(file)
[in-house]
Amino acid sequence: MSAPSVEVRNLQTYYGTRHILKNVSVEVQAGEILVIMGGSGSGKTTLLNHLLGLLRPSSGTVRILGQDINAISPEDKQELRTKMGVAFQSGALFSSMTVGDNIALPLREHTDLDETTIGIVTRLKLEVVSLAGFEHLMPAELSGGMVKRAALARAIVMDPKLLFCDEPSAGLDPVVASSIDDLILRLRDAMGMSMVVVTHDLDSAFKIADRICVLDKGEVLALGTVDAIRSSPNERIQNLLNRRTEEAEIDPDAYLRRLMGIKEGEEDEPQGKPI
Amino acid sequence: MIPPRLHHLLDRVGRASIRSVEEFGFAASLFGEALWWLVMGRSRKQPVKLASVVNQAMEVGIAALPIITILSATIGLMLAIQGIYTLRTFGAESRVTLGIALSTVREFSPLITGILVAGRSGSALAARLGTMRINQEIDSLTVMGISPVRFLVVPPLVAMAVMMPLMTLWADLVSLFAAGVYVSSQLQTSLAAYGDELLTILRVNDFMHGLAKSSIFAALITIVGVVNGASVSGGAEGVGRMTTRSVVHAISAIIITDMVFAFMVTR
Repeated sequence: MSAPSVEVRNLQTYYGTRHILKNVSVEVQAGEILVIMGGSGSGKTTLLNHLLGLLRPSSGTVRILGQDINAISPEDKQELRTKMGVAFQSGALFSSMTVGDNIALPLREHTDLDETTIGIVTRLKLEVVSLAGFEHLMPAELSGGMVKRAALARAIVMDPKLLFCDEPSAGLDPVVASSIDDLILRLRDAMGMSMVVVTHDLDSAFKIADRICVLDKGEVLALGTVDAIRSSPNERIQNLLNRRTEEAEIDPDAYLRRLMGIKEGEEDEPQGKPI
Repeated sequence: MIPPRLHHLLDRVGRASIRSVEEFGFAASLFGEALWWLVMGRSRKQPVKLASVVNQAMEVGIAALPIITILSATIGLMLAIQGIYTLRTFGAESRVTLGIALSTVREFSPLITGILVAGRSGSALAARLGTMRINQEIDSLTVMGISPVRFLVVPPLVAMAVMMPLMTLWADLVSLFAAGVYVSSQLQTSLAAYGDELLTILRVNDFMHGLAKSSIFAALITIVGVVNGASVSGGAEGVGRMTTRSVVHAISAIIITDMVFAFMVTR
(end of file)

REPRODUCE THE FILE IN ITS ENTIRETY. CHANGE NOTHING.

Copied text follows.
[in-house]
Amino acid sequence: MSAPSVEVRNLQTYYGTRHILKNVSVEVQAGEILVIMGGSGSGKTTLLNHLLGLLRPSSGTVRILGQDINAISPEDKQELRTKMGVAFQSGALFSSMTVGDNIALPLREHTDLDETTIGIVTRLKLEVVSLAGFEHLMPAELSGGMVKRAALARAIVMDPKLLFCDEPSAGLDPVVASSIDDLILRLRDAMGMSMVVVTHDLDSAFKIADRICVLDKGEVLALGTVDAIRSSPNERIQNLLNRRTEEAEIDPDAYLRRLMGIKEGEEDEPQGKPI
Amino acid sequence: MIPPRLHHLLDRVGRASIRSVEEFGFAASLFGEALWWLVMGRSRKQPVKLASVVNQAMEVGIAALPIITILSATIGLMLAIQGIYTLRTFGAESRVTLGIALSTVREFSPLITGILVAGRSGSALAARLGTMRINQEIDSLTVMGISPVRFLVVPPLVAMAVMMPLMTLWADLVSLFAAGVYVSSQLQTSLAAYGDELLTILRVNDFMHGLAKSSIFAALITIVGVVNGASVSGGAEGVGRMTTRSVVHAISAIIITDMVFAFMVTR
Repeated sequence: MSAPSVEVRNLQTYYGTRHILKNVSVEVQAGEILVIMGGSGSGKTTLLNHLLGLLRPSSGTVRILGQDINAISPEDKQELRTKMGVAFQSGALFSSMTVGDNIALPLREHTDLDETTIGIVTRLKLEVVSLAGFEHLMPAELSGGMVKRAALARAIVMDPKLLFCDEPSAGLDPVVASSIDDLILRLRDAMGMSMVVVTHDLDSAFKIADRICVLDKGEVLALGTVDAIRSSPNERIQNLLNRRTEEAEIDPDAYLRRLMGIKEGEEDEPQGKPI
Repeated sequence: MIPPRLHHLLDRVGRASIRSVEEFGFAASLFGEALWWLVMGRSRKQPVKLASVVNQAMEVGIAALPIITILSATIGLMLAIQGIYTLRTFGAESRVTLGIALSTVREFSPLITGILVAGRSGSALAARLGTMRINQEIDSLTVMGISPVRFLVVPPLVAMAVMMPLMTLWADLVSLFAAGVYVSSQLQTSLAAYGDELLTILRVNDFMHGLAKSSIFAALITIVGVVNGASVSGGAEGVGRMTTRSVVHAISAIIITDMVFAFMVTR